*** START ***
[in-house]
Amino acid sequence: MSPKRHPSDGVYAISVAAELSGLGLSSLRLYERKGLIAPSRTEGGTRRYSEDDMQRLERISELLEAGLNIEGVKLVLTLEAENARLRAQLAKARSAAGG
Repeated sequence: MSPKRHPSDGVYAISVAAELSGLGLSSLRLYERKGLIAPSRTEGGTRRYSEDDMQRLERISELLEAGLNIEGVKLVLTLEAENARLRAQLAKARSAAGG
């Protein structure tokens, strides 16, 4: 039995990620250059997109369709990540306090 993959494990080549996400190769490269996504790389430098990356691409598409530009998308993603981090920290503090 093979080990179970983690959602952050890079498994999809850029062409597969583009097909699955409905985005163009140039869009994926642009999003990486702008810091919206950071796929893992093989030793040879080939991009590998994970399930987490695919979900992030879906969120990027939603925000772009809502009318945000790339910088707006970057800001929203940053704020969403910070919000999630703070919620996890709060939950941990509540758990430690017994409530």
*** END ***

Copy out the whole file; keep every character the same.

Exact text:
[in-house]
Amino acid sequence: MSPKRHPSDGVYAISVAAELSGLGLSSLRLYERKGLIAPSRTEGGTRRYSEDDMQRLERISELLEAGLNIEGVKLVLTLEAENARLRAQLAKARSAAGG
Repeated sequence: MSPKRHPSDGVYAISVAAELSGLGLSSLRLYERKGLIAPSRTEGGTRRYSEDDMQRLERISELLEAGLNIEGVKLVLTLEAENARLRAQLAKARSAAGG
């Protein structure tokens, strides 16, 4: 039995990620250059997109369709990540306090 993959494990080549996400190769490269996504790389430098990356691409598409530009998308993603981090920290503090 093979080990179970983690959602952050890079498994999809850029062409597969583009097909699955409905985005163009140039869009994926642009999003990486702008810091919206950071796929893992093989030793040879080939991009590998994970399930987490695919979900992030879906969120990027939603925000772009809502009318945000790339910088707006970057800001929203940053704020969403910070919000999630703070919620996890709060939950941990509540758990430690017994409530």